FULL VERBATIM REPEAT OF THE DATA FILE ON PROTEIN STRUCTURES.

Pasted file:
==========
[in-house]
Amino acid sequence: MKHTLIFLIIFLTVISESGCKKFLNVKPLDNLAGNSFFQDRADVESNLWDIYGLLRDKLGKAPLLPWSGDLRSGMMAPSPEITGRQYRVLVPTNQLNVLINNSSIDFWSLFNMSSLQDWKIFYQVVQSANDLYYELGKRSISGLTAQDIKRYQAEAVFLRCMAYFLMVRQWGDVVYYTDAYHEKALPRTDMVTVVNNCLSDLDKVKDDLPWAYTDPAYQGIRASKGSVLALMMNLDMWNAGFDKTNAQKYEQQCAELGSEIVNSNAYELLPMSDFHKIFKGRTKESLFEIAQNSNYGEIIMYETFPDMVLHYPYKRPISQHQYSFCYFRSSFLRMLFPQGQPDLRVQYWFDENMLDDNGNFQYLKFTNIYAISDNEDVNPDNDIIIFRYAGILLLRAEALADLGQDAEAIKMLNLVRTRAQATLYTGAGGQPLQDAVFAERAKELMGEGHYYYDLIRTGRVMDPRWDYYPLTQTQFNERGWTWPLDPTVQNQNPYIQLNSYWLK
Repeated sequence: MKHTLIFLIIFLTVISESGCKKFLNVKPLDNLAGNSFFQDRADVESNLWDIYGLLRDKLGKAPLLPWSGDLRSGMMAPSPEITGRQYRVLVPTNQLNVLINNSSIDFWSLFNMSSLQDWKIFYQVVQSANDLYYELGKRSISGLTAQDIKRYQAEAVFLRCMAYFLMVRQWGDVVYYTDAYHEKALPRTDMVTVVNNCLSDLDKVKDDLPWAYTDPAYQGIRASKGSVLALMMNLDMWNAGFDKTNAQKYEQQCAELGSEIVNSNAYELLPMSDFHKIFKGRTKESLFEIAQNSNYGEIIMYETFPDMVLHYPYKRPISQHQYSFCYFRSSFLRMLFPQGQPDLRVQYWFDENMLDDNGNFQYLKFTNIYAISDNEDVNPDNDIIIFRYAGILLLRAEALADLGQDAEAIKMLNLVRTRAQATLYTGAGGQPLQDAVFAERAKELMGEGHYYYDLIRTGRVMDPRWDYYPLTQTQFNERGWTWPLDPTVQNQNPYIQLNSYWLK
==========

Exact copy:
[in-house]
Amino acid sequence: MKHTLIFLIIFLTVISESGCKKFLNVKPLDNLAGNSFFQDRADVESNLWDIYGLLRDKLGKAPLLPWSGDLRSGMMAPSPEITGRQYRVLVPTNQLNVLINNSSIDFWSLFNMSSLQDWKIFYQVVQSANDLYYELGKRSISGLTAQDIKRYQAEAVFLRCMAYFLMVRQWGDVVYYTDAYHEKALPRTDMVTVVNNCLSDLDKVKDDLPWAYTDPAYQGIRASKGSVLALMMNLDMWNAGFDKTNAQKYEQQCAELGSEIVNSNAYELLPMSDFHKIFKGRTKESLFEIAQNSNYGEIIMYETFPDMVLHYPYKRPISQHQYSFCYFRSSFLRMLFPQGQPDLRVQYWFDENMLDDNGNFQYLKFTNIYAISDNEDVNPDNDIIIFRYAGILLLRAEALADLGQDAEAIKMLNLVRTRAQATLYTGAGGQPLQDAVFAERAKELMGEGHYYYDLIRTGRVMDPRWDYYPLTQTQFNERGWTWPLDPTVQNQNPYIQLNSYWLK
Repeated sequence: MKHTLIFLIIFLTVISESGCKKFLNVKPLDNLAGNSFFQDRADVESNLWDIYGLLRDKLGKAPLLPWSGDLRSGMMAPSPEITGRQYRVLVPTNQLNVLINNSSIDFWSLFNMSSLQDWKIFYQVVQSANDLYYELGKRSISGLTAQDIKRYQAEAVFLRCMAYFLMVRQWGDVVYYTDAYHEKALPRTDMVTVVNNCLSDLDKVKDDLPWAYTDPAYQGIRASKGSVLALMMNLDMWNAGFDKTNAQKYEQQCAELGSEIVNSNAYELLPMSDFHKIFKGRTKESLFEIAQNSNYGEIIMYETFPDMVLHYPYKRPISQHQYSFCYFRSSFLRMLFPQGQPDLRVQYWFDENMLDDNGNFQYLKFTNIYAISDNEDVNPDNDIIIFRYAGILLLRAEALADLGQDAEAIKMLNLVRTRAQATLYTGAGGQPLQDAVFAERAKELMGEGHYYYDLIRTGRVMDPRWDYYPLTQTQFNERGWTWPLDPTVQNQNPYIQLNSYWLK